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What's the difference between drugstore readers and prescription reading glasses?

Most adults have difficulty reading text up close, which requires relying on glasses to see clearly. Whether you spend time reading at night or use your phone throughout the day, your vision may be compromised and require glasses. There are a few differences between drugstore readers and prescription reading glasses to understand to ensure you can talk to your optometrist about which option is the best for your eyesight long-term.

The Strength of the Prescription

It can be difficult to purchase drugstore readers because you may not know the strength that you need to see clearly. Some people spend a significant amount of time in the store trying on different readers and can purchase the wrong lens. Drugstore readers are also not as effective for most people because the prescription is the same in both lenses, but most people need a different prescription for each eye. Drugstore readers also do not correct for astigmatism. However, it may be a more affordable option if you need multiple pairs or tend to lose your glasses.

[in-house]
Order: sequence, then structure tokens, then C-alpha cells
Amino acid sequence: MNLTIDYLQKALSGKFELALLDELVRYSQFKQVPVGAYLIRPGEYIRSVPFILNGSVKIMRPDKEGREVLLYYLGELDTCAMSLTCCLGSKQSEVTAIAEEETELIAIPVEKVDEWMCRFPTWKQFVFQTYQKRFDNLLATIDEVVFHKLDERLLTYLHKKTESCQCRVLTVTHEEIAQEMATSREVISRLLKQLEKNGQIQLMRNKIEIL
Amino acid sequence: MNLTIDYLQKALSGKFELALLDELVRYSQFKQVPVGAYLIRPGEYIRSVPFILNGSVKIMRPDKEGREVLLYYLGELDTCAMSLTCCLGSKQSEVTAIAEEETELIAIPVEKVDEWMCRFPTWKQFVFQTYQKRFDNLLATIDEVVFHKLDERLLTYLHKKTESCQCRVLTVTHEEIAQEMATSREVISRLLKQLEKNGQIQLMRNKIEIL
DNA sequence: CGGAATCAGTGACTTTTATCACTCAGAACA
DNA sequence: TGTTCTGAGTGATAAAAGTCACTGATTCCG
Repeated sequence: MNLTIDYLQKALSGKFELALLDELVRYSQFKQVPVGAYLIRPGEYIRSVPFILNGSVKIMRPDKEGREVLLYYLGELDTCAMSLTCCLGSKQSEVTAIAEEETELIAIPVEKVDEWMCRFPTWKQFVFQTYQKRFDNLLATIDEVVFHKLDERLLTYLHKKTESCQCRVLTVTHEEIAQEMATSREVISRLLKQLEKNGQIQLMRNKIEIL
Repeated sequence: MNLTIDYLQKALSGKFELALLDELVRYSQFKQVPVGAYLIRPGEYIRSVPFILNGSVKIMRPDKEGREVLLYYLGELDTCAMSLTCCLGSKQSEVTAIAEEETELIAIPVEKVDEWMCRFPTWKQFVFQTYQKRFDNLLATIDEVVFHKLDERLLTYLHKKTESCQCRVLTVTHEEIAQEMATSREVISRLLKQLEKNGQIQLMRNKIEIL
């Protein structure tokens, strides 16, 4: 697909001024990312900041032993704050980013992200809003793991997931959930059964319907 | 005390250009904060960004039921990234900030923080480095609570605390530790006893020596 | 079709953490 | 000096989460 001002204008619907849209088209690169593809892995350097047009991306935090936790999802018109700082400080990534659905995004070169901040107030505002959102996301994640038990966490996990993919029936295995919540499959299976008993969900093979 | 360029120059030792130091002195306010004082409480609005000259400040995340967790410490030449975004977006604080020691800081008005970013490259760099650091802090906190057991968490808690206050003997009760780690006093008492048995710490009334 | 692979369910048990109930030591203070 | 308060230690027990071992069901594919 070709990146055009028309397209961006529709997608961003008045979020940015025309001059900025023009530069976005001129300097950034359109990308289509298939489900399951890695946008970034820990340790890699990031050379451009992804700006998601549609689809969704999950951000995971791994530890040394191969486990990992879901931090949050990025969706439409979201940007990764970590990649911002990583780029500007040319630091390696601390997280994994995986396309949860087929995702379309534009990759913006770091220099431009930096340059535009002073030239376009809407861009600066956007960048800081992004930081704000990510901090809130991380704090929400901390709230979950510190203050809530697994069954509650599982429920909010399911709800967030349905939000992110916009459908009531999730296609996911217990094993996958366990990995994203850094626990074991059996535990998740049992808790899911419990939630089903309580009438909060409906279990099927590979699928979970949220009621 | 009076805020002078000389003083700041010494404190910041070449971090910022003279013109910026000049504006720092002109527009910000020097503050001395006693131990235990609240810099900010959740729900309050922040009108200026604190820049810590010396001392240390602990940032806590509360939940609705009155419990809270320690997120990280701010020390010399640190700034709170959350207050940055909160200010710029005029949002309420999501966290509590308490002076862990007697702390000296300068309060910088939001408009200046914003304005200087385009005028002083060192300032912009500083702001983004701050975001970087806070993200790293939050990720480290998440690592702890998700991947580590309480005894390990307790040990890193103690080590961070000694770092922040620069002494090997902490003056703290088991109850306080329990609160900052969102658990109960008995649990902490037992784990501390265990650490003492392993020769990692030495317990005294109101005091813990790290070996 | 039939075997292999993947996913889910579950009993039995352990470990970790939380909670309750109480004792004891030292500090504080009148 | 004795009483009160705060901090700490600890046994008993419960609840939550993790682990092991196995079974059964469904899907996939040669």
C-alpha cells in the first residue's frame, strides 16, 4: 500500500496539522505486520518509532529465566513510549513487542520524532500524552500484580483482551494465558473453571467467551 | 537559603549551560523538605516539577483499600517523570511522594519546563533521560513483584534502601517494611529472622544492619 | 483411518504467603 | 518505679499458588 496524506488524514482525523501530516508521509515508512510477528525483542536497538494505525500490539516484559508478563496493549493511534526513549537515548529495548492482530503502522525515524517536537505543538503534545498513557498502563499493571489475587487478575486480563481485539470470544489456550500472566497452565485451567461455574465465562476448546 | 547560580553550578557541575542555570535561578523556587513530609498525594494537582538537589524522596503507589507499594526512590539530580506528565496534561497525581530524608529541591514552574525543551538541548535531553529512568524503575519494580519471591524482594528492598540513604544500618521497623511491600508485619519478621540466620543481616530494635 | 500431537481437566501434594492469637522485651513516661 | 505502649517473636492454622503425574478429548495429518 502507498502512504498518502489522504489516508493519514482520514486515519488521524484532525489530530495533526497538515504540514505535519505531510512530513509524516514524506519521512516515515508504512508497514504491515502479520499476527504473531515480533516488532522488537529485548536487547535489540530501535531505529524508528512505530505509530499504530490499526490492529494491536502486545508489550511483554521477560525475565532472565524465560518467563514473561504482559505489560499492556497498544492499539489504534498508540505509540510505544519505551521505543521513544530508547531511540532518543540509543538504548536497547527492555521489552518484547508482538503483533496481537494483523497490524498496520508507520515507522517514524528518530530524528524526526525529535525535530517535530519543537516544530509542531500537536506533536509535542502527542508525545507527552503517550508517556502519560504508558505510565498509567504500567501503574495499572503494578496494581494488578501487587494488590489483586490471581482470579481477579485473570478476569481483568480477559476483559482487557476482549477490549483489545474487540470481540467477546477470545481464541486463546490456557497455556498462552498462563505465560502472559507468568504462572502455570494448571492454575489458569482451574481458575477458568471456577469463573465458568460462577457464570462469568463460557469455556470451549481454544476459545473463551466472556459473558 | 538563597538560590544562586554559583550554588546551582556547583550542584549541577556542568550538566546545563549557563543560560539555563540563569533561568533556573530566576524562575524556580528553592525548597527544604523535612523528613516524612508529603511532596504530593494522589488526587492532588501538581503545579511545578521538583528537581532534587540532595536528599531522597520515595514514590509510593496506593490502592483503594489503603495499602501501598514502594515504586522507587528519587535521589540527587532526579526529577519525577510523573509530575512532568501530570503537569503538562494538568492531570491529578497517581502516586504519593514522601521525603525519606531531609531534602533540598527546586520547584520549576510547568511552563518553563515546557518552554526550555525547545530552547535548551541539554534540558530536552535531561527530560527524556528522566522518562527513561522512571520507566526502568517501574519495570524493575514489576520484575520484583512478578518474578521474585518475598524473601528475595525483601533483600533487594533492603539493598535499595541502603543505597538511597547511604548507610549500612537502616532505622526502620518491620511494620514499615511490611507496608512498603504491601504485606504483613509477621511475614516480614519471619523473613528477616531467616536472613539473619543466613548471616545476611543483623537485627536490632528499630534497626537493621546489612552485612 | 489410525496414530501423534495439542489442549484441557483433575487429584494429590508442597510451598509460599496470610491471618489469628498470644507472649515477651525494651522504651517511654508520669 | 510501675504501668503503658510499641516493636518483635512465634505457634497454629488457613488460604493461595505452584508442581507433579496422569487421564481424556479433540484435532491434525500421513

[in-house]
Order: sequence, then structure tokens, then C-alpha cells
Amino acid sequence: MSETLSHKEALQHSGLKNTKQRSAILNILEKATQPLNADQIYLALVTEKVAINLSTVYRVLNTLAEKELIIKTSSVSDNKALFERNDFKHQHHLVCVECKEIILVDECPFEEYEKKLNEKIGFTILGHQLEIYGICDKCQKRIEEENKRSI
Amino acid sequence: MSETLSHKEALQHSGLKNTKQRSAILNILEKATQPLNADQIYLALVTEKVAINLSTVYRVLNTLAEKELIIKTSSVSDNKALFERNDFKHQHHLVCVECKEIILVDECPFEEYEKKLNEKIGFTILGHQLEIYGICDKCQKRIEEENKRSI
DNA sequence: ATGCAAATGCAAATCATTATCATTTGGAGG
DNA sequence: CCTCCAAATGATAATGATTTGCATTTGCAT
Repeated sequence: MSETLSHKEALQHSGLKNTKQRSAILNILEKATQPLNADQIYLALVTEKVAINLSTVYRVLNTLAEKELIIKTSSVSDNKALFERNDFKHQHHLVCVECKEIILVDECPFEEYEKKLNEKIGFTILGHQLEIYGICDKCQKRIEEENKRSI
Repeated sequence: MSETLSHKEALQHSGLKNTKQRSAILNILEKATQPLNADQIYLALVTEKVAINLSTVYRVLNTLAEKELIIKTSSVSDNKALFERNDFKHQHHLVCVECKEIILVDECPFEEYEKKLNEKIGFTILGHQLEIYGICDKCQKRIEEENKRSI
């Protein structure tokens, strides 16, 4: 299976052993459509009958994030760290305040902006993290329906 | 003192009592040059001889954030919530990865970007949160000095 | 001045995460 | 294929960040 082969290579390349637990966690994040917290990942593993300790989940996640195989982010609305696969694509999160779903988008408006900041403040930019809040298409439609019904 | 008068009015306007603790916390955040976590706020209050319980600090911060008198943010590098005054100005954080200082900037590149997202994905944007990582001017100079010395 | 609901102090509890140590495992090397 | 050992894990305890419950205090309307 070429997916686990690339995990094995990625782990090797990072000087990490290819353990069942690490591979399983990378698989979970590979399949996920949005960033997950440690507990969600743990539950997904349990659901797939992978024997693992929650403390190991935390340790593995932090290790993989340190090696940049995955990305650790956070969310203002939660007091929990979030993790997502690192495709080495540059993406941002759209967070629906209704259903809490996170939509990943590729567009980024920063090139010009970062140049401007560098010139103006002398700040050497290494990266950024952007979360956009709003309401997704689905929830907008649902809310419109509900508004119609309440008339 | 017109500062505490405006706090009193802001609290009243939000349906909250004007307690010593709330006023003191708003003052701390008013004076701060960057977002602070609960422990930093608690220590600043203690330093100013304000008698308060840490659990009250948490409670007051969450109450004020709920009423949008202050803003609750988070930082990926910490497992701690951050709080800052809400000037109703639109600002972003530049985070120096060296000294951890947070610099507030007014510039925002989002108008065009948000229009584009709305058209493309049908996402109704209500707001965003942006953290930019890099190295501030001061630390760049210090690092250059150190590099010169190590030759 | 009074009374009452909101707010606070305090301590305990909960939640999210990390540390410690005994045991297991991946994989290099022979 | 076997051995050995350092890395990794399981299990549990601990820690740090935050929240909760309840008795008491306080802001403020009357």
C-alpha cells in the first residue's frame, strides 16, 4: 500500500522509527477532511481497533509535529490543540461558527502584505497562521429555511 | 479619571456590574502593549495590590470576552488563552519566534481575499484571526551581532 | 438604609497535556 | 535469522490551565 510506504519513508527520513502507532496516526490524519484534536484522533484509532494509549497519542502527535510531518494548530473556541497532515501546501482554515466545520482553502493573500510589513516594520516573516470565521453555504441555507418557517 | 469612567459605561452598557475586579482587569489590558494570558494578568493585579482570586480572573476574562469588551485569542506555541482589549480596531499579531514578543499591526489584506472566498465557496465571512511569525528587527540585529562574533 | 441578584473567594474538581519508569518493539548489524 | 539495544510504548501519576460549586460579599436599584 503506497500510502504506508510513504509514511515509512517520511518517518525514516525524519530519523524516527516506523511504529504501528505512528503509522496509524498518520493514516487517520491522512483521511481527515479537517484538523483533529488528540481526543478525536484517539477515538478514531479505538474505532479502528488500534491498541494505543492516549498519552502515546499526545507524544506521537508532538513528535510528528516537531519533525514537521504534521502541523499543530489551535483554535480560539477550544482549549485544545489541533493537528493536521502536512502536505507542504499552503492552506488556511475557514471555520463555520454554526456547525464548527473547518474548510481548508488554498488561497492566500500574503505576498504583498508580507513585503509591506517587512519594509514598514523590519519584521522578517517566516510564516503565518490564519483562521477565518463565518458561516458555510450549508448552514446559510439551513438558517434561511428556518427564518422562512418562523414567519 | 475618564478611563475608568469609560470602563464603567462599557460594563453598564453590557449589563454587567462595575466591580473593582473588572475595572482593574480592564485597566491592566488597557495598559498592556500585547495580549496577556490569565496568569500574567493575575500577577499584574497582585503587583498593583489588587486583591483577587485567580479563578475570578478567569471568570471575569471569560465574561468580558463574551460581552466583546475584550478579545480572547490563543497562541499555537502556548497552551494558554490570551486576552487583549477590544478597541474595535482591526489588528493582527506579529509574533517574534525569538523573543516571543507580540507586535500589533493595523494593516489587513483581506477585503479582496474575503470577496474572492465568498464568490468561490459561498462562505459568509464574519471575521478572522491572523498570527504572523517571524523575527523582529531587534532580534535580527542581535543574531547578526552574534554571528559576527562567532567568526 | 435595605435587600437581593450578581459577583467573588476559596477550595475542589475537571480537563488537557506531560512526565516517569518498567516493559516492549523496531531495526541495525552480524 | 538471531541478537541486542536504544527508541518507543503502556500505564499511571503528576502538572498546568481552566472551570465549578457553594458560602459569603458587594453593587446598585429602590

Prescription glasses are tailored to your vision to ensure you have the best vision for what you need to see. This can reduce eye strain and prevent headaches from developing while spending time reading and working on the computer. They can also prevent double vision, depending on pupillary distance. Generic reading glasses can induce prism (or double vision) since they are not measured specifically for each person and the distance between his or her eyes.

The Quality of the Frames and Lens

Although drugstore readers may be cheaper, they have low-quality lenses that can develop defects over time. After a few months, you may notice scratches and bubbles forming on the lenses, which can be distracting while wearing the glasses. Some of the readers even come with defects. Drugstore readers contain cheaper materials because they're mass-produced. This can also prevent them from feeling as comfortable on your face compared to prescription glasses.

Prescription reading glasses are of higher quality and don't scratch or break easily. This can allow them to last longer before they need to be replaced and can prevent them from becoming bent out of shape as they're frequently in use.

Although drugstore readers may be convenient to purchase immediately and in bulk, they don't always offer the long-term benefits of prescription reading glasses. You can feel more comfortable and at ease obtaining prescription glasses through your optometrist while also preventing eye strain.

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